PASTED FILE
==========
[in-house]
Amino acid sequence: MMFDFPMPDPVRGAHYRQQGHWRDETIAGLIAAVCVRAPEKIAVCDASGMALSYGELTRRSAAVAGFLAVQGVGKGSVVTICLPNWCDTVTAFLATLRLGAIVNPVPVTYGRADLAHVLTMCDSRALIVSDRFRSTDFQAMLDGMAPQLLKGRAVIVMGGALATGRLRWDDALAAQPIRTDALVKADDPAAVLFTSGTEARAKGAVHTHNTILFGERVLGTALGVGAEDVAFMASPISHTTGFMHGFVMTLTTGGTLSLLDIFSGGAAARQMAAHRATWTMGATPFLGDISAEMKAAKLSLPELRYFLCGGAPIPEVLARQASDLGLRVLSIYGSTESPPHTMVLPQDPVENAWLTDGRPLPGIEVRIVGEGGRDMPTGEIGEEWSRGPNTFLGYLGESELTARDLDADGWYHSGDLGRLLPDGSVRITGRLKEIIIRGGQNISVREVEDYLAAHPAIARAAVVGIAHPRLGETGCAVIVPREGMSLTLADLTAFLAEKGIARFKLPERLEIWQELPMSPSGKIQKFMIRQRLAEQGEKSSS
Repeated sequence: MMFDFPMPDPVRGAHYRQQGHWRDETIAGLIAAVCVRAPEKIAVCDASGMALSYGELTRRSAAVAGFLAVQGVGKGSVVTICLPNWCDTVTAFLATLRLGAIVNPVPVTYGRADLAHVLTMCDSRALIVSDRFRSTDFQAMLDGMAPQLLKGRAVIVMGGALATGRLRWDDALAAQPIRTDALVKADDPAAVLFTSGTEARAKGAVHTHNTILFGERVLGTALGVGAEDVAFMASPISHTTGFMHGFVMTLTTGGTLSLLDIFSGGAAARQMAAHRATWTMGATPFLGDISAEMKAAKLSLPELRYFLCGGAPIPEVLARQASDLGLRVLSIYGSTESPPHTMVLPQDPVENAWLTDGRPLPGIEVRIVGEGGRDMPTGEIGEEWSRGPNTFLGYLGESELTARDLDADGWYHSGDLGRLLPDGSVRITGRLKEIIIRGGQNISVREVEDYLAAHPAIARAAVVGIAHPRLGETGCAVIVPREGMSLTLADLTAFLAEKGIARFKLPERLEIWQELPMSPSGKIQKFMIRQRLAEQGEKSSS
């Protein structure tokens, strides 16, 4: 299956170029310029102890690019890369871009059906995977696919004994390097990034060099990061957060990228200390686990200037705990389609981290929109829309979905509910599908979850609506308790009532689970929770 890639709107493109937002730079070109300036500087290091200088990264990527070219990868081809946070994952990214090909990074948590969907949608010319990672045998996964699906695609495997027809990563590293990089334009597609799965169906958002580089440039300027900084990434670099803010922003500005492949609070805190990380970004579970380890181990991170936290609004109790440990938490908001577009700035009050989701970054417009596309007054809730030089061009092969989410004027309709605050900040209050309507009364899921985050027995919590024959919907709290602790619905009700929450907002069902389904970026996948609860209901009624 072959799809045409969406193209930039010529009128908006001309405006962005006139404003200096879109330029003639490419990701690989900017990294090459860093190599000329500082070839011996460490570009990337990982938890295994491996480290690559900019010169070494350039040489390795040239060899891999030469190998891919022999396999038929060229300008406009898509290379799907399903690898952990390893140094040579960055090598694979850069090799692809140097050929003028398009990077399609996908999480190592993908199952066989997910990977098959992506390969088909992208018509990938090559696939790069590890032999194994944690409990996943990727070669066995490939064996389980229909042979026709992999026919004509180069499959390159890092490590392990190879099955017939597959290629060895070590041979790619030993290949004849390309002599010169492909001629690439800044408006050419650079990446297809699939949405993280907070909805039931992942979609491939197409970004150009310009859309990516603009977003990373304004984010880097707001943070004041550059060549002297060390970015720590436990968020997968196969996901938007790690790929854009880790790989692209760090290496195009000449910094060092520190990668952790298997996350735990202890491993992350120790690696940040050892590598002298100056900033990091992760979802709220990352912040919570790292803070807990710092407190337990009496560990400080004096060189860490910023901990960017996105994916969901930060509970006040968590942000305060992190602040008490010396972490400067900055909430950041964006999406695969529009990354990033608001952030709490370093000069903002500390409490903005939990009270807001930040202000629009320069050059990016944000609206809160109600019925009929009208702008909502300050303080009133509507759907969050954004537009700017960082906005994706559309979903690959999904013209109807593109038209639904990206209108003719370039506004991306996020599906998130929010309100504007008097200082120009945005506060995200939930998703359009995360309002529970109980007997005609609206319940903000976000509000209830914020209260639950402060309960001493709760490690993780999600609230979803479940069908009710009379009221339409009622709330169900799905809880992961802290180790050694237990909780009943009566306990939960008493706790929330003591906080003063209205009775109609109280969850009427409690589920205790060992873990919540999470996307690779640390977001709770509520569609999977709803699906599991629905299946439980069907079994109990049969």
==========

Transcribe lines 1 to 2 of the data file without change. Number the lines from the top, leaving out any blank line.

[in-house]
Amino acid sequence: MMFDFPMPDPVRGAHYRQQGHWRDETIAGLIAAVCVRAPEKIAVCDASGMALSYGELTRRSAAVAGFLAVQGVGKGSVVTICLPNWCDTVTAFLATLRLGAIVNPVPVTYGRADLAHVLTMCDSRALIVSDRFRSTDFQAMLDGMAPQLLKGRAVIVMGGALATGRLRWDDALAAQPIRTDALVKADDPAAVLFTSGTEARAKGAVHTHNTILFGERVLGTALGVGAEDVAFMASPISHTTGFMHGFVMTLTTGGTLSLLDIFSGGAAARQMAAHRATWTMGATPFLGDISAEMKAAKLSLPELRYFLCGGAPIPEVLARQASDLGLRVLSIYGSTESPPHTMVLPQDPVENAWLTDGRPLPGIEVRIVGEGGRDMPTGEIGEEWSRGPNTFLGYLGESELTARDLDADGWYHSGDLGRLLPDGSVRITGRLKEIIIRGGQNISVREVEDYLAAHPAIARAAVVGIAHPRLGETGCAVIVPREGMSLTLADLTAFLAEKGIARFKLPERLEIWQELPMSPSGKIQKFMIRQRLAEQGEKSSS